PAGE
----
Like the kid in "Poltergeist" said, "they're heeeereee." But we're not talking about angry spirits. We're talking about crossovers.
Don't feel badly if you haven't heard of them. Crossover is a relatively new automotive term. A crossover (or a crossover SUV, as they're sometimes called) is a vehicle that has the body and space of an SUV, but the underpinnings of a car. They've taken over the parts of the automotive market that used to belong to SUVs alone and become the go-to car for many American families. Even though crossovers are now driving the market, you might be wondering why car companies decided to fuse rough-and-tumble SUV looks with car-based mechanicals.
As it turns out, there are a number of benefits to a crossover vehicle design. With a crossover, you get an upright seating position, which can improve outward visibility. You also get lots of interior space, and usually pretty good crash protection. Of course, SUVs provide all those things, too. But SUVs have a few downsides: Because SUVs tend to ride on truck-based platforms, they're heavy. That extra weight can make SUVs tough to stop, and it makes them have less-than-stellar fuel economy ratings. SUVs also have substantial suspensions built for off-road driving. On the road, however, those same suspensions can feel rough and uncomfortable. Finally, with their tall stances, SUVs can be tippy and, in general, a little tough to drive.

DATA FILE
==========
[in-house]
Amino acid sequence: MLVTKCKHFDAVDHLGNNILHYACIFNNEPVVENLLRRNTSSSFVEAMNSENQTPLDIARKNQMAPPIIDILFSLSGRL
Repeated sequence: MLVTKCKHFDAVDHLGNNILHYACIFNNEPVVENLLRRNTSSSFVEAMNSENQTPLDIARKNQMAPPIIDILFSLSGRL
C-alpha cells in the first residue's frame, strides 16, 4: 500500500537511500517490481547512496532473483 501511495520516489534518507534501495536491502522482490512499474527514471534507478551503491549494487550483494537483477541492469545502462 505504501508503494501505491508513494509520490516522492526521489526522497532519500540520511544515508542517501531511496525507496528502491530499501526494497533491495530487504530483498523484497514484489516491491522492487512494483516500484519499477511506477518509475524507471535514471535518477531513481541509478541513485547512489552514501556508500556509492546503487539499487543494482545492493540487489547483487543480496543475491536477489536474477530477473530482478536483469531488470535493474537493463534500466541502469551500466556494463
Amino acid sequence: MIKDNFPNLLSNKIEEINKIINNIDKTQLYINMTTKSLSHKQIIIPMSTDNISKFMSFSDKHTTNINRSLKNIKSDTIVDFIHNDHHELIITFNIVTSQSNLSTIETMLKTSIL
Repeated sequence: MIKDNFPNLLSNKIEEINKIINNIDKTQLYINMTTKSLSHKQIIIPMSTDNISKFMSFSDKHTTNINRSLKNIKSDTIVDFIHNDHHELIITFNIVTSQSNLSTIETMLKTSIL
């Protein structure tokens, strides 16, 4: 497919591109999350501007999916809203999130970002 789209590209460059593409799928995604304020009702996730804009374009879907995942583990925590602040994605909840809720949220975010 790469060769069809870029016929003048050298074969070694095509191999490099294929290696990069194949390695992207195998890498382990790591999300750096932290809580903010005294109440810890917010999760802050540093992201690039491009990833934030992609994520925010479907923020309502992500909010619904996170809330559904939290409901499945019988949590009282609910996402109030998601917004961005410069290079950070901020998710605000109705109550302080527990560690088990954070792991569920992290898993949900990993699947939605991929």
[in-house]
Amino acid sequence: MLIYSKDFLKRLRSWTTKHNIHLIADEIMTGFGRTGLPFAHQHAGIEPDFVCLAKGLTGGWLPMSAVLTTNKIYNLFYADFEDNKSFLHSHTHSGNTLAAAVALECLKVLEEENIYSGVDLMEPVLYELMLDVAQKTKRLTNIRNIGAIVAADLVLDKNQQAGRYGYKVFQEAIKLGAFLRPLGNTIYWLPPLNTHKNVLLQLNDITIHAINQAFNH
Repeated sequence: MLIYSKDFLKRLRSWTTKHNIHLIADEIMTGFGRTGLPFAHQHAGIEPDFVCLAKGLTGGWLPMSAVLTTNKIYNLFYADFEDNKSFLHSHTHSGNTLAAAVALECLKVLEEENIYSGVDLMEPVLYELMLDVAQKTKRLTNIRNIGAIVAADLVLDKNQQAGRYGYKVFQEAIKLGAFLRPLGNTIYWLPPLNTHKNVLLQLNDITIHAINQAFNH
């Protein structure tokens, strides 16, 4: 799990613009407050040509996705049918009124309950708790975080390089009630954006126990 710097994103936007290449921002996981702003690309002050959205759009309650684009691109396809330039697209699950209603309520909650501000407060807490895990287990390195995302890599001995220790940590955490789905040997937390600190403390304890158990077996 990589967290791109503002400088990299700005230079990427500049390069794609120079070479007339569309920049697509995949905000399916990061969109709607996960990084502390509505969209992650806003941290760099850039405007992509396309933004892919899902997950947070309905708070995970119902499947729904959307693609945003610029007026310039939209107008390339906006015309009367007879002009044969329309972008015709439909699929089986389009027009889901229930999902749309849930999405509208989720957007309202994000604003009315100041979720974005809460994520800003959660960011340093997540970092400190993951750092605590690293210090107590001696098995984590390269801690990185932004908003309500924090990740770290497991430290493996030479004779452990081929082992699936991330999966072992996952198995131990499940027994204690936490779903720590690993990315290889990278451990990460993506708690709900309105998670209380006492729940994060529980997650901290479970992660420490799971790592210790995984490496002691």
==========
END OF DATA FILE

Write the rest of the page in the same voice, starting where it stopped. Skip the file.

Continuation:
By using a car-based platform, crossovers avoid those shortcomings, while keeping many of the things -- like practicality, passenger space and rugged styling -- that people like about SUVs. While crossovers are heavier than most cars, they tend to be lighter than SUVs. That helps them get better gas mileage. Also, with their car underpinnings, crossovers drive more like a car than SUVs do. In fact, once you get behind the wheel of a crossover you might feel like you're piloting a tall station wagon. Their car-based platforms help make crossovers much more maneuverable in the city and in tight parking lots -- something that can be tough in an SUV. Crossovers also tend to have smoother rides and better handling than SUVs do, making them comfortable enough for commuting. Of course, to get all this you give up the ability to tackle harsh off-road trails or tow heavy loads -- but as soaring crossover sales show, many car shoppers are willing to make the tradeoff.
For more information about crossover vehicles and SUVs, follow the links on the next page.
- 5 Crossover Vehicles with the Best Fuel Economy
- 5 Strangest Vehicles Ever Made
- Car Smarts: Suspensions
- How Four-wheel Drive Works
- How the BMW X6 ActiveHybrid Works
- How the Ford Escape Hybrid Works
- How the Veritas RS III Hybrid Will Work
- How Rat Rods Work
- How Three-wheel Cars Work
- How the WaterCar Python Works
- What's the difference between a crossover and an SUV?
- Ghandi, Prakash. "Crossovers Hot - but from Where and to What?" Bankrate.com. (May 2, 2011) http://www.bankrate.com/brm/news/auto/car-guide-2004/crossovers1.asp
- Intellichoice. "What is a Crossover?" Intellichoice.com. (May 2, 2011) http://www.intellichoice.com/carBuying101/what-is-a-crossover
- Wieland, Barbara. "Tell Us, What's a Crossover Anyway?" Lansing State Journal. Nov. 10, 2006. (May 2, 2011) http://www.lansingstatejournal.com/article/20061112/NEWS03/611120303/Tell-us-what-s-crossover-anyway-